So the definition should look something like


This will move letters to the end until there are no more letters, then will stop. But it also means each letter will have |% on the line before it, which will produce extra | in the output (one for each letter). We can eliminate that by preceding the | by a % to comment it out. Since the moved letter appears on a separate line, that doesn't interfere with it being output, but it does prevent anything else from being output.

So the complete code is as follows:


with 29 characters forming one recursive definition. Here is a live trace of the recursion in progress:

$$\require{begingroup}\begingroup \def\!#1%;{&(stop)&\break{#1}} \def\>#1#2 #3%;{\texttt{#1 #2}& \longrightarrow & \break{#3}#3%;} \def\break#1{\def\&{}\=.#1\endbreak\+ \endbreak\.} \def\=#1 #2\endbreak#3{#3#1 #2\endbreak#3} \def\+.#1 {\&\def\&{&&}\texttt{#1}\\\=.} \def\..#1\endbreak#2\.{\&\texttt{#1}\\} \def\R#1#2|#3 {\>\R[#1][#2][#3] #3\R#2| %|% #1 } \begin{array}{lcl} &&\break{\R |Medusa|}\\ \R |Medusa| %; \end{array} \endgroup$$

I believe that this is pretty much the minimal version of a recursive approach to this. With two definitions, each with one parameter and calling the other one, you would have 28 characters already, so to beat this, you can only use one definition (I don't see any way to do it with only the built-in macros). We have already seen that a macro with two parameters that calls itself uses 18 characters. This approach also requires a third parameter (4 more characters) plus a terminal %, and the initial call to \R, totaling 25 characters. So to beat this example you could use at most 3 more characters. In this example, those three are the three |, and the 29th character is the extra %, which seems the only possible redundant one.

Newer Solution

As noted in the comments, @humn came up with a new approach to terminating the loop by using % as the final command and inserting a line break in just the right place. At the last step, when the % is moved to the beginning of the loop, the line break that follows it means that the % acts as a comment character that comments out nothing, then the reversed text is emitted, and finally the % that was placed at the end for recycling acts as a comment character that comments out the rest of the input. The effect is to only output the reversed text, and stop the loop. This change means the final {}{} {} from my previous solution can be replaced by %, a savings of 5 characters, bringing this in at 41 characters and 2 definitions. I am hard pressed to see how any more characters can be removed.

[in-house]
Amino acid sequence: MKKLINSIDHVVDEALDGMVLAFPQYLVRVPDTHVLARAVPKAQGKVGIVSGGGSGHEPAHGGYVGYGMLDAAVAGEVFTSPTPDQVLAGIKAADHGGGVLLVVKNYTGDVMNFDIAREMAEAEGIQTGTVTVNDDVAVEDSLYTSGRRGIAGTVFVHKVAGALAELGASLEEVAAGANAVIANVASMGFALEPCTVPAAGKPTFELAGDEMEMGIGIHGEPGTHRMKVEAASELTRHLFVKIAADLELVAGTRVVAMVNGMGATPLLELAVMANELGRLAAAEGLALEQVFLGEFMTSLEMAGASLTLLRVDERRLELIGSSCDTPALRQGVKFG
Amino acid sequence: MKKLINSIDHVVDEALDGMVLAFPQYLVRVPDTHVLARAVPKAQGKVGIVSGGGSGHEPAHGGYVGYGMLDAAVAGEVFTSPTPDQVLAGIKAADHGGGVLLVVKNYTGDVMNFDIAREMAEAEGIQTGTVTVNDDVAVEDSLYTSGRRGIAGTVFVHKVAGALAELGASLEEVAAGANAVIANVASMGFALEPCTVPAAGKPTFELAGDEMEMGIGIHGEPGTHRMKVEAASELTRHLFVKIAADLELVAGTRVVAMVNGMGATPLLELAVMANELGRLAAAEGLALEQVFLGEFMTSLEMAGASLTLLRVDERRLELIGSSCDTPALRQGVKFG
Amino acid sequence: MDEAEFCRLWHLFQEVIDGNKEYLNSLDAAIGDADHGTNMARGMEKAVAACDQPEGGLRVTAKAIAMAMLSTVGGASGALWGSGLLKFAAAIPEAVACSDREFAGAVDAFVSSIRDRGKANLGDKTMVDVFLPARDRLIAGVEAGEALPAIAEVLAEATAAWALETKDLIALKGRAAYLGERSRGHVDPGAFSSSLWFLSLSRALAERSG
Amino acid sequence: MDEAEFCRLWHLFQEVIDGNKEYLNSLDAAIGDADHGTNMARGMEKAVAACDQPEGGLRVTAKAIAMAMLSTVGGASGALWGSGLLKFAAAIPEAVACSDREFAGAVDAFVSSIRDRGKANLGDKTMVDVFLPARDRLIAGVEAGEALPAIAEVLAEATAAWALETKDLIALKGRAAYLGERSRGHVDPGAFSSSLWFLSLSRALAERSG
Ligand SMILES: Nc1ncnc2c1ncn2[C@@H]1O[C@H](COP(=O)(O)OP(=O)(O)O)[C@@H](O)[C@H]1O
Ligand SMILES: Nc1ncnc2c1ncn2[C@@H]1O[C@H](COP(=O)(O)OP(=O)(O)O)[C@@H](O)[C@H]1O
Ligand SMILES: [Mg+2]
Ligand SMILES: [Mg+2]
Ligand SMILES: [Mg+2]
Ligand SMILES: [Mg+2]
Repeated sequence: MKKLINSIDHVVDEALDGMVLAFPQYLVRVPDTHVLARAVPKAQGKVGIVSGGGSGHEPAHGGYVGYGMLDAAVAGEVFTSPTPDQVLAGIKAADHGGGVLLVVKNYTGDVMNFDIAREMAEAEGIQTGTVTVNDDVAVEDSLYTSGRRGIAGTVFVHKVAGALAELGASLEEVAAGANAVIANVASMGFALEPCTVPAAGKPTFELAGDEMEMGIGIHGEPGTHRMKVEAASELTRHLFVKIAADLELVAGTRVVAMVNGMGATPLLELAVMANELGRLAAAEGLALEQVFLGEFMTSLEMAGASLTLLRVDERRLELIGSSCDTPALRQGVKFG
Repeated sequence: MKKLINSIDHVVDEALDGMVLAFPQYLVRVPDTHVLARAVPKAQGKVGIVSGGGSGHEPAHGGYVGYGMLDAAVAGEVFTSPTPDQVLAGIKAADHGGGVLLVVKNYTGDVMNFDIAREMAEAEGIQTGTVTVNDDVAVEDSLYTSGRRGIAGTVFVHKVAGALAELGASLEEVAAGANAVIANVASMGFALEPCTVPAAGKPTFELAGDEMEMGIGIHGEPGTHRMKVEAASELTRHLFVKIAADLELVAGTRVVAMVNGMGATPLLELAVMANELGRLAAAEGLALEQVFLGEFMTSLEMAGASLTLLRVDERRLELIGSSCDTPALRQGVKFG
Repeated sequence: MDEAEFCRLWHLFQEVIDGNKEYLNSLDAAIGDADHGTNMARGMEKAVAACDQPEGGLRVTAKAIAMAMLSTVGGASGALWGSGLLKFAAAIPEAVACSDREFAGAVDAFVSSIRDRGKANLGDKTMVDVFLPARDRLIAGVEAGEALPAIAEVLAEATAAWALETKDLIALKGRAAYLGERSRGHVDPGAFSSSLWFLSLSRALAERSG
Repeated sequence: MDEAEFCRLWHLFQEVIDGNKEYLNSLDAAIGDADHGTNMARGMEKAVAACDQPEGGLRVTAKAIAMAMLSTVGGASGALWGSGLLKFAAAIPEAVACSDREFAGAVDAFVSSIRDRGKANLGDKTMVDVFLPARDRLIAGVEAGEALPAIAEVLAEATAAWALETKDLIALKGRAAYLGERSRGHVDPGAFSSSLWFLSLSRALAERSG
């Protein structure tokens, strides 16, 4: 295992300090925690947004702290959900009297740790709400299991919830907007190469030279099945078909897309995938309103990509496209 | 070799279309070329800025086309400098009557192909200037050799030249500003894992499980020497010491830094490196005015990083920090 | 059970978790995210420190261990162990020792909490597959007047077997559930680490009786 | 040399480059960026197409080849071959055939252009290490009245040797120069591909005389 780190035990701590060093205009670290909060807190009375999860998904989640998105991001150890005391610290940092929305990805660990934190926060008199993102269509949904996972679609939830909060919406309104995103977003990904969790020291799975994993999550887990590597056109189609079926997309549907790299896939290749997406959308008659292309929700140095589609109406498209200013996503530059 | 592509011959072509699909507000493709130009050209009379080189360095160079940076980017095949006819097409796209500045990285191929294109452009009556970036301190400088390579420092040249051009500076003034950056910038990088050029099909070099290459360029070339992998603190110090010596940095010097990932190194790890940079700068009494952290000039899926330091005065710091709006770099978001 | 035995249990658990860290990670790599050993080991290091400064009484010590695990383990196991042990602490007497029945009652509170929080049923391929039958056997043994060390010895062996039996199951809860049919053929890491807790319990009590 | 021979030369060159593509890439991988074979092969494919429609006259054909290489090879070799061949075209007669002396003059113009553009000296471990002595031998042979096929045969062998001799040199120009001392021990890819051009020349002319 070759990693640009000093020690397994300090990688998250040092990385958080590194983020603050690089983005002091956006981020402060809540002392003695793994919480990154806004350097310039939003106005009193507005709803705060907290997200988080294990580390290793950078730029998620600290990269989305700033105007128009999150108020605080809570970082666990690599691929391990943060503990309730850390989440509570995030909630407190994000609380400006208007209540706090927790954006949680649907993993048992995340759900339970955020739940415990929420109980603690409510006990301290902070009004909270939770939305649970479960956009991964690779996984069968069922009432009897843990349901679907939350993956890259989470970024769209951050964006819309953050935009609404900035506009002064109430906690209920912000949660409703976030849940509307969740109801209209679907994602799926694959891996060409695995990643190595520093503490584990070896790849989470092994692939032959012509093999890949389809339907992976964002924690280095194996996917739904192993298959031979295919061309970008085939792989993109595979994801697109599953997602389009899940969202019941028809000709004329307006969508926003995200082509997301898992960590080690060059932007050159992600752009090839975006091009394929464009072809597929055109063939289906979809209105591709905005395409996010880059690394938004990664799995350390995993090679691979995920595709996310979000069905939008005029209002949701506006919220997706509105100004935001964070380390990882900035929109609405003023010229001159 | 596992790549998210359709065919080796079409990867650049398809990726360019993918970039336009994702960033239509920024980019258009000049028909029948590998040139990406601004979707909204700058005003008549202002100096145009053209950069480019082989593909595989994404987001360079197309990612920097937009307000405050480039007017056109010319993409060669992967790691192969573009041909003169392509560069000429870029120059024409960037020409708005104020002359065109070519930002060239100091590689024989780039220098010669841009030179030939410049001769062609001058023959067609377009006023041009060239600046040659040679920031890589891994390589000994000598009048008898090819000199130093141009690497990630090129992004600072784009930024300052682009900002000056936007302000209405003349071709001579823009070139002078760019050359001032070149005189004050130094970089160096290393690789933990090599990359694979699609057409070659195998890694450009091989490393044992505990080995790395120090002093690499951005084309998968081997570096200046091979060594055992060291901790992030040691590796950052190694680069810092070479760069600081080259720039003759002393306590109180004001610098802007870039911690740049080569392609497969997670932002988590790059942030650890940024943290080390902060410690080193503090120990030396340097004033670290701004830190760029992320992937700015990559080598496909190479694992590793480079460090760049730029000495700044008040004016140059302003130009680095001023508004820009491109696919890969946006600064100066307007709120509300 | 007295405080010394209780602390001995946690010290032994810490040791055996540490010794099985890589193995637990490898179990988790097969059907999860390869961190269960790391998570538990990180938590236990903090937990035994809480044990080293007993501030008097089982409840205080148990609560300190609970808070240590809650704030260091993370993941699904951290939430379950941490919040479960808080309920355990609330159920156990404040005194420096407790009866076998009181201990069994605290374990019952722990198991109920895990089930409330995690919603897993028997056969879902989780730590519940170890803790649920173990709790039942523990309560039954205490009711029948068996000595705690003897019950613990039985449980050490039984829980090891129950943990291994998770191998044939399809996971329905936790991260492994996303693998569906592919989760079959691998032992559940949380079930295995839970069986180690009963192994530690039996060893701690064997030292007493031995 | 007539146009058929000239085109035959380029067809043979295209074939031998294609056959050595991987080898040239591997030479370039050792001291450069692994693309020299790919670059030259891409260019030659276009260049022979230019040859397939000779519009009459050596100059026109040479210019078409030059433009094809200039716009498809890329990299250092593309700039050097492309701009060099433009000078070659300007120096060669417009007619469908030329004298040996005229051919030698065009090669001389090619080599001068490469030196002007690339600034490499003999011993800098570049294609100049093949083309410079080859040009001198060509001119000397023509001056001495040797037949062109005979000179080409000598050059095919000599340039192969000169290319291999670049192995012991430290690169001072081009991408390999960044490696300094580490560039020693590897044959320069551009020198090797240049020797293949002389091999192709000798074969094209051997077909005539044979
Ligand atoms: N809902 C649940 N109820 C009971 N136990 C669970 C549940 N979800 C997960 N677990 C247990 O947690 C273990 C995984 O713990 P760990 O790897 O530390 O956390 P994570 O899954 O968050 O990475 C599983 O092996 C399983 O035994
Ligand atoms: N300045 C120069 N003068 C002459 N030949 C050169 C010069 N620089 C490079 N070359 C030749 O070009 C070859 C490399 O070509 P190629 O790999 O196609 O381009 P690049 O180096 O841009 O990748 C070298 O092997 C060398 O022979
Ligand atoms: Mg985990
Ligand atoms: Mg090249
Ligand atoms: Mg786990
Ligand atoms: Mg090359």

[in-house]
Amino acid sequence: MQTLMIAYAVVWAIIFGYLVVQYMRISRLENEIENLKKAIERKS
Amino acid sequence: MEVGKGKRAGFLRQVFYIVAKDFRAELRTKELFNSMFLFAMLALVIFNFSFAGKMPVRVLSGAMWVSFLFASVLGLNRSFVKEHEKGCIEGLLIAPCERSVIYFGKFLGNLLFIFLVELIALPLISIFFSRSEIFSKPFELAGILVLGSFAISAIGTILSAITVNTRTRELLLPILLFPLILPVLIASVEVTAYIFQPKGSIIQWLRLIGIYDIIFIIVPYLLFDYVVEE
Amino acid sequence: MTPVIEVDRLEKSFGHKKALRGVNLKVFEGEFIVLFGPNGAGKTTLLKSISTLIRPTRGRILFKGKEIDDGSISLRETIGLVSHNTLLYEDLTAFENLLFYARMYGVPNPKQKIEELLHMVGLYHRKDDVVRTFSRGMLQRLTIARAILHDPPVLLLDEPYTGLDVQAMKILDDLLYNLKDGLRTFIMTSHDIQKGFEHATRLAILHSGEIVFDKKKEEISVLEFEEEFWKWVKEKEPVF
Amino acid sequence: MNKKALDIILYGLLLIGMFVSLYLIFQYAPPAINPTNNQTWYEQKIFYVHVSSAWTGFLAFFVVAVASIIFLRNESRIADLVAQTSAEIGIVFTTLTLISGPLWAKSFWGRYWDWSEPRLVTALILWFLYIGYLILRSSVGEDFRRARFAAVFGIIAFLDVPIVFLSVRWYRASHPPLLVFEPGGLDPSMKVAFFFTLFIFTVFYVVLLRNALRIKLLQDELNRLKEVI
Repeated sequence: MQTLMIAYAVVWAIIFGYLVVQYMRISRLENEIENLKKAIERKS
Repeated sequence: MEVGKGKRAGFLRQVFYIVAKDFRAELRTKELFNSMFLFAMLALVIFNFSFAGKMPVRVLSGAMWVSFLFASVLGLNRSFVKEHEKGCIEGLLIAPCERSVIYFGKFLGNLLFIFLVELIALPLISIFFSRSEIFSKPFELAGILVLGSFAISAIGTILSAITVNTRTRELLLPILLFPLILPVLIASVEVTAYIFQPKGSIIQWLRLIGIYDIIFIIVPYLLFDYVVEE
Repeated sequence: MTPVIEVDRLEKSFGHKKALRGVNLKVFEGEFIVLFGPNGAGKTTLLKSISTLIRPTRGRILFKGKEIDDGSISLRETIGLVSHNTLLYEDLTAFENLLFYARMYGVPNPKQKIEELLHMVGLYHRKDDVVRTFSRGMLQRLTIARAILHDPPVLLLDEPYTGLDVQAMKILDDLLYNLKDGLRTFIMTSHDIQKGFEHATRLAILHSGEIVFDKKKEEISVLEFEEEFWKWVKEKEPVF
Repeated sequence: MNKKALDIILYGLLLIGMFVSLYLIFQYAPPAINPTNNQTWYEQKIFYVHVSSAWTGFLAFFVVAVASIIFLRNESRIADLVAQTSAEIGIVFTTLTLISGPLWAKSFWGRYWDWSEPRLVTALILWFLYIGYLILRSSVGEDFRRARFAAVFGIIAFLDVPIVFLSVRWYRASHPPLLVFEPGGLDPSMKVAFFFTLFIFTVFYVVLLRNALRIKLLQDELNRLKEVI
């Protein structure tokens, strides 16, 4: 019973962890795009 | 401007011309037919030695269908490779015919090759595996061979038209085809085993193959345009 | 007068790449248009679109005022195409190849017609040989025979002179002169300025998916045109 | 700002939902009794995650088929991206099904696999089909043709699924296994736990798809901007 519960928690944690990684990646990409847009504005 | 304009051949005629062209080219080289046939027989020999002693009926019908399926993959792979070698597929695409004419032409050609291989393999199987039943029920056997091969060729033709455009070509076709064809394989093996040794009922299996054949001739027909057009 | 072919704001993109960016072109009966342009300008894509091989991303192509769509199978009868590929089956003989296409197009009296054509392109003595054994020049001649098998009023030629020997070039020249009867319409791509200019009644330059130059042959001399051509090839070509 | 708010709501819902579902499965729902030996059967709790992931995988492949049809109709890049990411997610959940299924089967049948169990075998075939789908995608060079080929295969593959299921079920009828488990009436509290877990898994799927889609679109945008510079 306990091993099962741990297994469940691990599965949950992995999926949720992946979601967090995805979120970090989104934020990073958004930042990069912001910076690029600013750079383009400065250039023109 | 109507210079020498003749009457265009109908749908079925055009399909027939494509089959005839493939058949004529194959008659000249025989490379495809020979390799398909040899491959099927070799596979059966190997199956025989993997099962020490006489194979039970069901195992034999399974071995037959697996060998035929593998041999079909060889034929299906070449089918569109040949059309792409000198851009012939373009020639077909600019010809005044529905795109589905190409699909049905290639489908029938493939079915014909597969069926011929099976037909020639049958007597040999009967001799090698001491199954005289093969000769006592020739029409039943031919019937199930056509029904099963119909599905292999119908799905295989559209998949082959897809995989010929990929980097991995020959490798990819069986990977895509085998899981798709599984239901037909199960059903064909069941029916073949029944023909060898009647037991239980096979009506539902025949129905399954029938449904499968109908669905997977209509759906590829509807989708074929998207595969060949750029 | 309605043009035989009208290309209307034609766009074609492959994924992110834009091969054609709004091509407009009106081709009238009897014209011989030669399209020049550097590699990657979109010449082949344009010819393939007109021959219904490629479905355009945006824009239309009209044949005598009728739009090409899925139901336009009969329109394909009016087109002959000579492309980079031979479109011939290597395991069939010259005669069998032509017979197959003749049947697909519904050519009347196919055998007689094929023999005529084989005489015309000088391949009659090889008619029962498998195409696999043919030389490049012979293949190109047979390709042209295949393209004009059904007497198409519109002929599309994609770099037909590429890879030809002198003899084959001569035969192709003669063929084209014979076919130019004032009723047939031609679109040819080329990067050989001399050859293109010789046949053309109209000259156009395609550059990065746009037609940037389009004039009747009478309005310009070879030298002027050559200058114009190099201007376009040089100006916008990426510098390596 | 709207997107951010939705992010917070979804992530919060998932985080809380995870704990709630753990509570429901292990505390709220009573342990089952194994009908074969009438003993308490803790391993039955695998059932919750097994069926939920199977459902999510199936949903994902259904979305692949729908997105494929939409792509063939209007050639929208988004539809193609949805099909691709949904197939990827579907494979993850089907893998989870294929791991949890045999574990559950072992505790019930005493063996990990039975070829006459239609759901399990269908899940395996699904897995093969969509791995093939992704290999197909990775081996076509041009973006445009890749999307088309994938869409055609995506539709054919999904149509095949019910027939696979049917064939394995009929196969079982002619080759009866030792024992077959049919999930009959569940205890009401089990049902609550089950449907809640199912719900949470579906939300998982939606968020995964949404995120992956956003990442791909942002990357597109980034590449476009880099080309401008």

Here is the code in action:

$$\require{begingroup}\begingroup \def\G#1 {\~#1 \~ %} \def\~#1#2 #3{#3 #2 #3#1} \G |Medusa| \endgroup$$

and the code itself:

{\~#1 \~ %}
\def\~#1#2 #3{#3
#2 #3#1}

Finally, this is the self-tracing code:

$$\require{begingroup}\begingroup \def\>#1#2 #3#4#5.{\texttt{#1 #2}&\longrightarrow&\texttt{#3}\\&&\texttt{#5}\\[5px]#3#4#5.} \def\G#1 {\>\G[#1] \~#1 \~ %. } \def\~#1#2 #3{\>\~[#1][#2][#3] #3 #2 #3#1} \begin{array}{lcl} \G |Medusa| \end{array} \endgroup$$

In the last line of the trace, the first % is followed by a line break, while the last one is not, so the first comments out nothing, while the second comments out the following \~.

Previous Solution

Based on all the excellent work of @humn, I have a modified version of his 2-\def solution. It incorporates two ideas to reduce the number of characters: first, the definition of \G can be modified to use the line break as a delimiter rather than giving the | characters explicitly; this saves 3 characters. Second, we can use spaces as the delimiters for the buckets rather than |, saving 4 characters. The use of spaces for delimiters changes how the termination works (as explained below), and it turns out that {\let\ } is no longer needed (7 characters), but three empty parameters {} are needed (6 characters), for a 1-character savings. So the total savings are 8 characters, which brings this solution in at 46 characters and 2 \def statements.